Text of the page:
We have all made mistakes - every single one of us, myself included. I am not immune and I am not innocent.   It is very easy to get wrapped up in cake drama.  Not one of us walks on cake water.   No, not even that cake decorator that you hold up on a pedestal.  I have my pedestal sitters - my cake idols.   And even they have made mistakes.   I know they have because they are human.    



I look back at my early years of cake decorating and often think "what were you thinking!?!"   And I know that 10 years from now I will very likely look back at this current time of cake decorating I'm in and feel that same way about things "are you kidding me Chrissie!? You thought that cake was great?  You thought that marketing idea was amazing?"  



We all learn, we all grow, and we all change and develop our cake and business knowledge.   So why can we not build each other up and help each other.  Instead of attacking each other why don't we reach out and offer help and advice.   Yes, some cake decorators may not want it.   But then you can say to yourself "I tried.  I didn't attack.  I tried my best and I offered what I could."    Some people are fearful of helping someone who might potentially be their competition.   Competition is not a bad thing.   Helping your competition is not a bad thing.   Being friends with your competition is not a bad thing.  



Imagine this - you see an ad where a cake decorator in your area is offering cakes WAY cheaper then you are.  You're angry; you're worried what they will do to your business.   You have two options - run to your cake group and complain and see what you gain out of that.  (I'll give you a hint... nothing much but more pent up fuelled anger.)   Or you can call up your new competition and say "can we chat about prices and work on being on the same page."    Maybe their skill level isn't where yours is and they aren’t at a place to be charging what you're charging.   That’s fine!   Experience has value and you’ve earned it.  Customers will be placing orders based on what each of you can provide and has to offer.  You can still offer them advice so that they are not undervaluing what they can do which is harmful to every cake decorator’s business.   Or maybe you're both at the same skill level but they're new and trying to get their foot in the door.   Having the conversation with them about keeping pricing on an even playing field will help you both.   Customers will be getting similar quotes across the board and booking who they feel comfortable with.   Opening the door of communication also means you've found someone who will very likely refer business your way that they can't take on and vice versa.   They will probably be very grateful to have an experienced cake decorator reach out to them and help them realize they shouldn’t be short changing themselves.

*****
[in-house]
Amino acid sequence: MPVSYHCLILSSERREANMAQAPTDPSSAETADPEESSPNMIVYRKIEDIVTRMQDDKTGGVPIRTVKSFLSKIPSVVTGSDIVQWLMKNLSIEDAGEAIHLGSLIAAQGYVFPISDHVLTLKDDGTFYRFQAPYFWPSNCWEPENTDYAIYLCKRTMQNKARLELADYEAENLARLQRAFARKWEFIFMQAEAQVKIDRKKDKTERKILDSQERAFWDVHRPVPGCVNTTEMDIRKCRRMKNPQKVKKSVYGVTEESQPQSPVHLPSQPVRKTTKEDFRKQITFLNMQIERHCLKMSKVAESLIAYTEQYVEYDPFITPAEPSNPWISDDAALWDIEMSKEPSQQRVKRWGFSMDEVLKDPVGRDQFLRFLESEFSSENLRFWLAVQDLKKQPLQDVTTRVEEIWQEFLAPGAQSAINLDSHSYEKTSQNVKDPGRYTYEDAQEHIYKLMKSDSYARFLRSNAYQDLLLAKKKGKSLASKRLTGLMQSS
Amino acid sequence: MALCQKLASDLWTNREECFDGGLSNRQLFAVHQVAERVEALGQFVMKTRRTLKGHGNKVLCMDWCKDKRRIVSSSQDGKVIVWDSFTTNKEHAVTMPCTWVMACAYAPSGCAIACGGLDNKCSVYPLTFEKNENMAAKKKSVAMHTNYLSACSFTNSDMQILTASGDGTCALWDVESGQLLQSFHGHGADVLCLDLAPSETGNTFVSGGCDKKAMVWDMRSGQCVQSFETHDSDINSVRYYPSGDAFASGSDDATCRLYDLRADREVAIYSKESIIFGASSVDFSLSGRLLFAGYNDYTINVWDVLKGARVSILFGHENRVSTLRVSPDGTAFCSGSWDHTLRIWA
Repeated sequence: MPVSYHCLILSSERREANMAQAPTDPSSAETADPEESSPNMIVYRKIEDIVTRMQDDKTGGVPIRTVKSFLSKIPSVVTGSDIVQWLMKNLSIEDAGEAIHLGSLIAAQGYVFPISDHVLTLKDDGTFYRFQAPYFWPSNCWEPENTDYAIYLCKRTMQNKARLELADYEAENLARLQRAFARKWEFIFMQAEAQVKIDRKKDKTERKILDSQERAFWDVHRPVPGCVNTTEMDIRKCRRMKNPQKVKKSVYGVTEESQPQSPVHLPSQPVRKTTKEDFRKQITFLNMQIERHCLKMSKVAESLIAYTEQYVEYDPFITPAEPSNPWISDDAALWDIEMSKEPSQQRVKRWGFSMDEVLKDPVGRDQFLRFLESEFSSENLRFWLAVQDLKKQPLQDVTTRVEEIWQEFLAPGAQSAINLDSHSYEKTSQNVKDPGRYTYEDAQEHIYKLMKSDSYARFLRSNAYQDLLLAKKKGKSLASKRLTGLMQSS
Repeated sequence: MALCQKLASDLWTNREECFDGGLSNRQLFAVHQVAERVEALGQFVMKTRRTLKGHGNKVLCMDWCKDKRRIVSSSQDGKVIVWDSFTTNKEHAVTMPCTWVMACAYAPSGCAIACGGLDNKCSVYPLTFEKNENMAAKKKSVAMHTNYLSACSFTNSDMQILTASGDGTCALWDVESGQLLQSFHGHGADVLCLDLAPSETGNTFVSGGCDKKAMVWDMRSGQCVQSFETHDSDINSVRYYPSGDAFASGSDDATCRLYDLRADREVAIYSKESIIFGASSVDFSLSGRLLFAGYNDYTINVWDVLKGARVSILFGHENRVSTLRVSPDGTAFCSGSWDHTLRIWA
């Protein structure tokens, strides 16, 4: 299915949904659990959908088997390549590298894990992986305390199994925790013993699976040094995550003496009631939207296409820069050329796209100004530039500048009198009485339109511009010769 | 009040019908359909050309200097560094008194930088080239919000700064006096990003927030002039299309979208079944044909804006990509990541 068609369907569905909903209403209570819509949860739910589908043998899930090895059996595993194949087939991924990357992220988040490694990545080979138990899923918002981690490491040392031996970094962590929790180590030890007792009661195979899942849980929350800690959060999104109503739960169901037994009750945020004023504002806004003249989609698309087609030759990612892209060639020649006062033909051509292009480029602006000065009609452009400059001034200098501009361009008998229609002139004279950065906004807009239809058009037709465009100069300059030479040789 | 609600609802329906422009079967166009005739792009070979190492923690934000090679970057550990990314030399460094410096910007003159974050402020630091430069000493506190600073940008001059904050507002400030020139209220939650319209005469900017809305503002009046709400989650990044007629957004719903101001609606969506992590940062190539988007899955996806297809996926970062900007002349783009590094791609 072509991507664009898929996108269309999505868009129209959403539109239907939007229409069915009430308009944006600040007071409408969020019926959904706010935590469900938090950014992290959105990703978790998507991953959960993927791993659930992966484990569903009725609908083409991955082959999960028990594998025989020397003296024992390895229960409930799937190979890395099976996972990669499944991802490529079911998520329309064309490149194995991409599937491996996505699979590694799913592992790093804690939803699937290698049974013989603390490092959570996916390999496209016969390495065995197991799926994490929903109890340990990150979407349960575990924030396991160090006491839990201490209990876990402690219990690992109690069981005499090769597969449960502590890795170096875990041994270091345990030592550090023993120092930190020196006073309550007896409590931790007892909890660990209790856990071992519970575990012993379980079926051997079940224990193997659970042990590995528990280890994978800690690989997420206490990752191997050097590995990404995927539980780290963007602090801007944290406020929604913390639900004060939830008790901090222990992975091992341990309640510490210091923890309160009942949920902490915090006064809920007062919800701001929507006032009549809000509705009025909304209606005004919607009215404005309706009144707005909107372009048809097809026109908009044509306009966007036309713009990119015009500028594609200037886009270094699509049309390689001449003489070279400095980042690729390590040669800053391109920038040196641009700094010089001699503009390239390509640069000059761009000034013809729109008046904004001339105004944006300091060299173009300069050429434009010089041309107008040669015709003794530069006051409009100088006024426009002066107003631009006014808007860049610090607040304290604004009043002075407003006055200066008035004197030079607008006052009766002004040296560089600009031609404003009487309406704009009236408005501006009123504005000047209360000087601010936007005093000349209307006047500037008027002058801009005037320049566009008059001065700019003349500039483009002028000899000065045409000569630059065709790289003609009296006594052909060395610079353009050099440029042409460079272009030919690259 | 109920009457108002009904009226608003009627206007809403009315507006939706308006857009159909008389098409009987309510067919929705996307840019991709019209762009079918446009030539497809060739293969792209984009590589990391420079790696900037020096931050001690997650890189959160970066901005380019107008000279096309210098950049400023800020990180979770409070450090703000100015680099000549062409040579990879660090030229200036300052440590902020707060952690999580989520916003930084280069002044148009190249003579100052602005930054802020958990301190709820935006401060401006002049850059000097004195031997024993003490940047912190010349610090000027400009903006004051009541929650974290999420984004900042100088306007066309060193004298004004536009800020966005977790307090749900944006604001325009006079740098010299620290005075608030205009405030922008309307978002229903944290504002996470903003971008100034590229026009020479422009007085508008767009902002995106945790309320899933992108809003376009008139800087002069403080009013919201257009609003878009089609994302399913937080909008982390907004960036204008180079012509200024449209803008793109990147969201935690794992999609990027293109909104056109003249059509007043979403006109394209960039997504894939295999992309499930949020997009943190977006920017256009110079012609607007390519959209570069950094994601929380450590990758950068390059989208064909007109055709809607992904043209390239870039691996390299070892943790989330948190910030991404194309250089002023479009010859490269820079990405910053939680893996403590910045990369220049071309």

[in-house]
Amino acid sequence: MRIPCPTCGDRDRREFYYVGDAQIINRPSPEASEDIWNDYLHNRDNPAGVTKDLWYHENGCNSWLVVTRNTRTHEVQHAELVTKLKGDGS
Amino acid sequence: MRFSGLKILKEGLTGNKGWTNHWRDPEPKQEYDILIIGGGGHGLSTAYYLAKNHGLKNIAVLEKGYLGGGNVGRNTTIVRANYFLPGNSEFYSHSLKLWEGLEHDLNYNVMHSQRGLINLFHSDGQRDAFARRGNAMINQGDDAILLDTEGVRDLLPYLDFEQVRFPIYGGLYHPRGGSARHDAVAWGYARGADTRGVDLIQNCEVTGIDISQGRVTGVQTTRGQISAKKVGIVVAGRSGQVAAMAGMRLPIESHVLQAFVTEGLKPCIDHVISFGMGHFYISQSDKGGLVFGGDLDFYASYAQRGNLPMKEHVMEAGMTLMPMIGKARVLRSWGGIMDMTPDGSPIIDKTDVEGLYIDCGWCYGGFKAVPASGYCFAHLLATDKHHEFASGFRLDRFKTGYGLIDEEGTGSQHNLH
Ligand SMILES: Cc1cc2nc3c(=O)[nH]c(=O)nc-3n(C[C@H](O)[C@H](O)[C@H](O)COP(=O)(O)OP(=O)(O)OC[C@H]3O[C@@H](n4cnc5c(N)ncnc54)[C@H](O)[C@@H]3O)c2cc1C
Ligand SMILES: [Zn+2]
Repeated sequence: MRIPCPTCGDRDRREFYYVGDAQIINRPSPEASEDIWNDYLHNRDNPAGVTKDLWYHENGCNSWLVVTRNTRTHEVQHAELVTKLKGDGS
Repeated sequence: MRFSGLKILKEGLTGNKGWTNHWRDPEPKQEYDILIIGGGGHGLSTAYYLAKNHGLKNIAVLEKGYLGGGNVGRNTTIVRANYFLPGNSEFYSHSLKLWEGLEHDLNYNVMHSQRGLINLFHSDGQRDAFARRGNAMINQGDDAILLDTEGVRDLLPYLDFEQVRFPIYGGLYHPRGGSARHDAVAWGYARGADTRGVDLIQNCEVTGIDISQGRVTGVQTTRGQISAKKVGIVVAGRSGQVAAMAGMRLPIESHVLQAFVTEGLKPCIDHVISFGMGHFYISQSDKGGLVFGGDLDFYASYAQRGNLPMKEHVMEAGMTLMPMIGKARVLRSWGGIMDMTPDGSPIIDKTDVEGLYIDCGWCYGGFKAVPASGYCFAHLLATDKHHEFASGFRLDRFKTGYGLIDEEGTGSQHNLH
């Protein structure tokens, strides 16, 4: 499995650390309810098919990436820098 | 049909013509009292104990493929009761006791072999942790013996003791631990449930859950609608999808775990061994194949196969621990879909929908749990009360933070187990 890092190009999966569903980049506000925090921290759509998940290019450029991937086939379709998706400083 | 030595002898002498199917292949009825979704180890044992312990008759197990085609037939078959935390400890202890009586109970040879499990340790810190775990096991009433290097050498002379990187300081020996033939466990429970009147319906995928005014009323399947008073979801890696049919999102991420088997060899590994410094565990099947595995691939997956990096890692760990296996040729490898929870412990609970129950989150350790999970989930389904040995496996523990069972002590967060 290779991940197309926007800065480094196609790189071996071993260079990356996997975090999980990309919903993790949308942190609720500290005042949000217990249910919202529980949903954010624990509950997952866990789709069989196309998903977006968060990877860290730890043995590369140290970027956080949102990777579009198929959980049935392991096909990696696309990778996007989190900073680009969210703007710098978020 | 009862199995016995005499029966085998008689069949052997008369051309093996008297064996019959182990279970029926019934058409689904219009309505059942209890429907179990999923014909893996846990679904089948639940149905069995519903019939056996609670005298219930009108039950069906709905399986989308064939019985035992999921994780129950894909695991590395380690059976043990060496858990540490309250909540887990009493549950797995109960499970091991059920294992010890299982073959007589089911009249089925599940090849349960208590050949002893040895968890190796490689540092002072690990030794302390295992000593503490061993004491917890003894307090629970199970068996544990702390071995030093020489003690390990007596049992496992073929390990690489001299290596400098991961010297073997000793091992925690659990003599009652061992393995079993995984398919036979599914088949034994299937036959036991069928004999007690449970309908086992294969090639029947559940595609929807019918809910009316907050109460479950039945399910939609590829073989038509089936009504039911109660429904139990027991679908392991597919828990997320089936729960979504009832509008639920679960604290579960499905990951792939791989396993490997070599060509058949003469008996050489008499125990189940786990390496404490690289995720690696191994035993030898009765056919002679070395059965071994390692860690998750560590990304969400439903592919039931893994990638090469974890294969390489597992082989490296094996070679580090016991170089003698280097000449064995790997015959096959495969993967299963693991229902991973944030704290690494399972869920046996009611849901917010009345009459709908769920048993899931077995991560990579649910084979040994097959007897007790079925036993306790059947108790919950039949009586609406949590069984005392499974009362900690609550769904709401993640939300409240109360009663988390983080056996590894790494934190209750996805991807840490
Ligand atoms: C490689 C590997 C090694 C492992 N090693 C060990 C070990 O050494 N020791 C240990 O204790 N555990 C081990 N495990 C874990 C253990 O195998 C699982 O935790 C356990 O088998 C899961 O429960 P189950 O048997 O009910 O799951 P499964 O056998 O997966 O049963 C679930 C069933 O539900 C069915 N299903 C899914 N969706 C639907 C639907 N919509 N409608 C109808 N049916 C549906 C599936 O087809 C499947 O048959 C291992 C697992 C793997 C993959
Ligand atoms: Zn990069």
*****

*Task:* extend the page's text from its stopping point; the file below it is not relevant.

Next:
Wow! Look at that! ; Two different ways to react one with no gain... one with quiet possibly new cake orders and maybe even a new cake friend.   (And we all need those.   I've called on many a cake friend to help with all kinds of things.  And I've had many a cake friend call me for the same.)   I think the choice there is pretty clear.



We can't all do every cake out there.   When chatting with a new cake decorator and trying to get them to understand pricing I often say "Do you want to be the person who gets orders because you make cheap cake.  Or do you want to be the person who gets orders because the customer wants YOUR cake".   I don't ever want a customer to pick me because I was the cheapest.  I want a customer to pick me because they felt comfortable with me - they liked my design, they liked my personality and they were excited to have me doing their cake.